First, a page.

Japan has made child robot faces more realistic and it’s weird AF (VIDEOS)
Japanese researchers have created an android robot child head that’s more expressive than any before. They have released video showing the impressive, and frankly creepy, results.
Researchers from Osaka University have come up with a way to identify and evaluate facial movements in their robot child head, named Affetto. In doing so, they have created a version of Affetto that’s far more expressive than the first generation model which was created in 2011.
So much so that it’s a little bit weird. The team released three video clips showcasing Affetto’s expressions. He is seen blinking, squinting, laughing, looking confused and scrunching up his face. He gives a lot of sideways glances too and appears to attempt a wink at one stage.
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“Our precise findings will let us effectively control android facial movements to introduce more nuanced expressions, such as smiling and frowning,” author Hisashi Ishihara said.
Robot faces are unable to accurately replicate the complexities of a human’s expressions. This is down to a number of factors, from a lack of suitable material to mimic human skin, to the asymmetric way human faces express emotions. Then there’s the technology required to program these expressions.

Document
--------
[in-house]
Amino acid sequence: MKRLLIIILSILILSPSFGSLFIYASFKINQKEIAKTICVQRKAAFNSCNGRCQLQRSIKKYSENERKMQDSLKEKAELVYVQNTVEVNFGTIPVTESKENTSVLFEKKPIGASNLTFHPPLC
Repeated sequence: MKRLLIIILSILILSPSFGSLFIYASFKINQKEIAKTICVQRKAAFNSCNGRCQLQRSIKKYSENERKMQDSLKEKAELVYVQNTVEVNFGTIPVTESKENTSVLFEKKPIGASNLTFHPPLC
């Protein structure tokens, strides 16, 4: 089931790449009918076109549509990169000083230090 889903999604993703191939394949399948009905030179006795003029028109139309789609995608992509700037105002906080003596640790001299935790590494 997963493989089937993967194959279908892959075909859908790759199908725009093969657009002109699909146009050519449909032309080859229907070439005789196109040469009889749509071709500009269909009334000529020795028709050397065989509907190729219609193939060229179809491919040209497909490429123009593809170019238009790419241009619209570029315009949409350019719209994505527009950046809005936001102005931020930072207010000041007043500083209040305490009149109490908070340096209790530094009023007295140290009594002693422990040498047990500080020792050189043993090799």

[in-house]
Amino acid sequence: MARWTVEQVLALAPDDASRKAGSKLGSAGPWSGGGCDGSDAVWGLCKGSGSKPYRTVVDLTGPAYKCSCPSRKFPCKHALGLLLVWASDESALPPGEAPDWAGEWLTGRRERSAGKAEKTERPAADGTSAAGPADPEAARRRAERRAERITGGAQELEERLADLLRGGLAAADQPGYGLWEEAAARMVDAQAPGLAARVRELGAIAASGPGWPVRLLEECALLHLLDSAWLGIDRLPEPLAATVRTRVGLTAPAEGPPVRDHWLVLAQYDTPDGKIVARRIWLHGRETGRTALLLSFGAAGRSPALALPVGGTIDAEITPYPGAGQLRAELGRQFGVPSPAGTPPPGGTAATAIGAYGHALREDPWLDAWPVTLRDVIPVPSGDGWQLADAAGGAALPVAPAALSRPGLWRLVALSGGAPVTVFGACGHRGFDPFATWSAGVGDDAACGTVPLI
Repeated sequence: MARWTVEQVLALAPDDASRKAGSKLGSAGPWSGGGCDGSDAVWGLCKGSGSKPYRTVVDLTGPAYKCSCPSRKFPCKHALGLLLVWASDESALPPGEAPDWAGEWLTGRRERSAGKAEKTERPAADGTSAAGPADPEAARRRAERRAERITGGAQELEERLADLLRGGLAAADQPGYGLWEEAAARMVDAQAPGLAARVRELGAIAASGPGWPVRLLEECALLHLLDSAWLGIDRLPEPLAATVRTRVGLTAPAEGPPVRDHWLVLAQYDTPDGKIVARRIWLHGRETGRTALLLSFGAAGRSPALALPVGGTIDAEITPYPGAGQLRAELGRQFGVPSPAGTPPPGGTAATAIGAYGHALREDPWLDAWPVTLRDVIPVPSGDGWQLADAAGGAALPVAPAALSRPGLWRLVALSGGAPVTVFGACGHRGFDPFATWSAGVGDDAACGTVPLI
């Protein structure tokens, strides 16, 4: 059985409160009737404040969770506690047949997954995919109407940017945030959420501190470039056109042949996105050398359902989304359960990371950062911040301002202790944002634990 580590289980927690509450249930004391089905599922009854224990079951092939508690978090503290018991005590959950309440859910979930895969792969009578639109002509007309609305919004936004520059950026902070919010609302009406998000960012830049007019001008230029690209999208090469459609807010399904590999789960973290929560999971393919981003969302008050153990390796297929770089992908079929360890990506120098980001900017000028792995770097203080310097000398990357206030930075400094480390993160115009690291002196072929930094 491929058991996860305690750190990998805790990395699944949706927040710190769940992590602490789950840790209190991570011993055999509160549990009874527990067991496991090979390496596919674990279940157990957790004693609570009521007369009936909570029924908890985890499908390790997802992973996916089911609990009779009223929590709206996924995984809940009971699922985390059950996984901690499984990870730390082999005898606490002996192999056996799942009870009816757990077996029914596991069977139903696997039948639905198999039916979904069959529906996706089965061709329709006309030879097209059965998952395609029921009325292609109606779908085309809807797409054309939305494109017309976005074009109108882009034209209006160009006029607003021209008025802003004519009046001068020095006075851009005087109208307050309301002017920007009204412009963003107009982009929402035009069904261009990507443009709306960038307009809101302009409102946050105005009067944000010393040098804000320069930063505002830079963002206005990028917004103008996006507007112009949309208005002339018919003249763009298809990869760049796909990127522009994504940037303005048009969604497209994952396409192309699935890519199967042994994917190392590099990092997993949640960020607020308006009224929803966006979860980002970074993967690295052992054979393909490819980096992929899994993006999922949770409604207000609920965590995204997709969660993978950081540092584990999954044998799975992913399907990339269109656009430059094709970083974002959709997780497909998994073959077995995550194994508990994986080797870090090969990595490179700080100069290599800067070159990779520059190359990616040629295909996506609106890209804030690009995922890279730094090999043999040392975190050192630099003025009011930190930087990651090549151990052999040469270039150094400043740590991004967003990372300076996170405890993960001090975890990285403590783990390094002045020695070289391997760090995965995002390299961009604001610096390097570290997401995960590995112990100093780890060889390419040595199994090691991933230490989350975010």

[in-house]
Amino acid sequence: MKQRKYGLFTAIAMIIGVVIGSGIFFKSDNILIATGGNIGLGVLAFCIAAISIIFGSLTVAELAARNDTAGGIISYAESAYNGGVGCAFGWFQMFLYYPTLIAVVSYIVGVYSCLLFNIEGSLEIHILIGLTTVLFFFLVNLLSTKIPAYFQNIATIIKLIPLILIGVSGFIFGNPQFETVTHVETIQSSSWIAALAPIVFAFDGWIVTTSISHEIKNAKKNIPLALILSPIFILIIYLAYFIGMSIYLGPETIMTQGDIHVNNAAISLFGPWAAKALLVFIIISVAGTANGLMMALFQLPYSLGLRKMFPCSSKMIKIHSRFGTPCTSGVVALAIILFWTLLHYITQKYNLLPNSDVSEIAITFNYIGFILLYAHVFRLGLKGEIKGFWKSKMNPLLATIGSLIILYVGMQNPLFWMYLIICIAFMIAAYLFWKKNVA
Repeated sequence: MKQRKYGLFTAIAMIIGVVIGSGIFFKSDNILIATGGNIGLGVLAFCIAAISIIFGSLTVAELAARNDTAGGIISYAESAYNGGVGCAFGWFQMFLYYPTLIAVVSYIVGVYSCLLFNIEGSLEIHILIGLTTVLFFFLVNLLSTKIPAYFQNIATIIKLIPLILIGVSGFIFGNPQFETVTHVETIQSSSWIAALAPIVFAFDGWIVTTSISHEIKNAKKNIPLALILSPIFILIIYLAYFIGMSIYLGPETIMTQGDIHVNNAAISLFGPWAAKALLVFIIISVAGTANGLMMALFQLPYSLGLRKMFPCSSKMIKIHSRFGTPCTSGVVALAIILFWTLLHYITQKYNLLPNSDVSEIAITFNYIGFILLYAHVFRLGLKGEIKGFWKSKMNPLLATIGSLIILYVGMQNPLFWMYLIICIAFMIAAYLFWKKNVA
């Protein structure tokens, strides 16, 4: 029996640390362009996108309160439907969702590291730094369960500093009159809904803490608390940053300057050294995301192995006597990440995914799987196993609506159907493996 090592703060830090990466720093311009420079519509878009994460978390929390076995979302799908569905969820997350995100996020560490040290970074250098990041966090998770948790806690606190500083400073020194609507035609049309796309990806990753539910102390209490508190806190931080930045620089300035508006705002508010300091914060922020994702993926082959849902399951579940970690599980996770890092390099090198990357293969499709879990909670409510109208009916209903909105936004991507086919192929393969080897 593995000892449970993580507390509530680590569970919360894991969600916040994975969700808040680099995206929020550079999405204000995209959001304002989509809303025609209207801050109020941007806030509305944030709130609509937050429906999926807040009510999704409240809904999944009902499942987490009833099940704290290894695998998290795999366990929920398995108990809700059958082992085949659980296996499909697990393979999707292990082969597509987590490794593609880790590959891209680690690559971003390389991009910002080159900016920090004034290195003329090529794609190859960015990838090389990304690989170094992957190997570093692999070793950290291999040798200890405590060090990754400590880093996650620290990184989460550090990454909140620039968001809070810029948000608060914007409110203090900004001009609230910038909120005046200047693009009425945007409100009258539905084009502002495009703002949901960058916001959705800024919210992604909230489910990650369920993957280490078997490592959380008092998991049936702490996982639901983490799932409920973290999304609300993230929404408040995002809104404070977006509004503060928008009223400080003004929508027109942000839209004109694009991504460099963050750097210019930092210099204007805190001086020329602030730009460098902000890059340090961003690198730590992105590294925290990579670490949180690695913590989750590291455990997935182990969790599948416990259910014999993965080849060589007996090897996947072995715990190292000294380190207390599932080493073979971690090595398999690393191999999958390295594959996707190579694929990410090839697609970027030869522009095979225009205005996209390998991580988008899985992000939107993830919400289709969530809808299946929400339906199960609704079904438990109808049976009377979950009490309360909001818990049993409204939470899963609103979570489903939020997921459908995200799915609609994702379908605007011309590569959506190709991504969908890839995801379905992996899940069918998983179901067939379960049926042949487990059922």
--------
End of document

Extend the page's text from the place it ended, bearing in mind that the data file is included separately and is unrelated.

Surface deformations on the robot faces are a key issue when it comes to controlling them. “Movements of their soft facial skin create instability, and this is a big hardware problem we grapple with,” study author Minoru Asada explained.
“We sought a better way to measure and control it.”
The team measured the movement of 116 of Affetto’s facial points. These had deformation units, each one programmed to make a particular facial movement, like raising part of his lip.
They created a mathematical model to quantify their surface motion patterns and were able to use this system to better control Affetto’s fake skin.
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The team’s progress opens the door for android robots to have more realistic expressions, in the hope of forging deeper interactions with humans.
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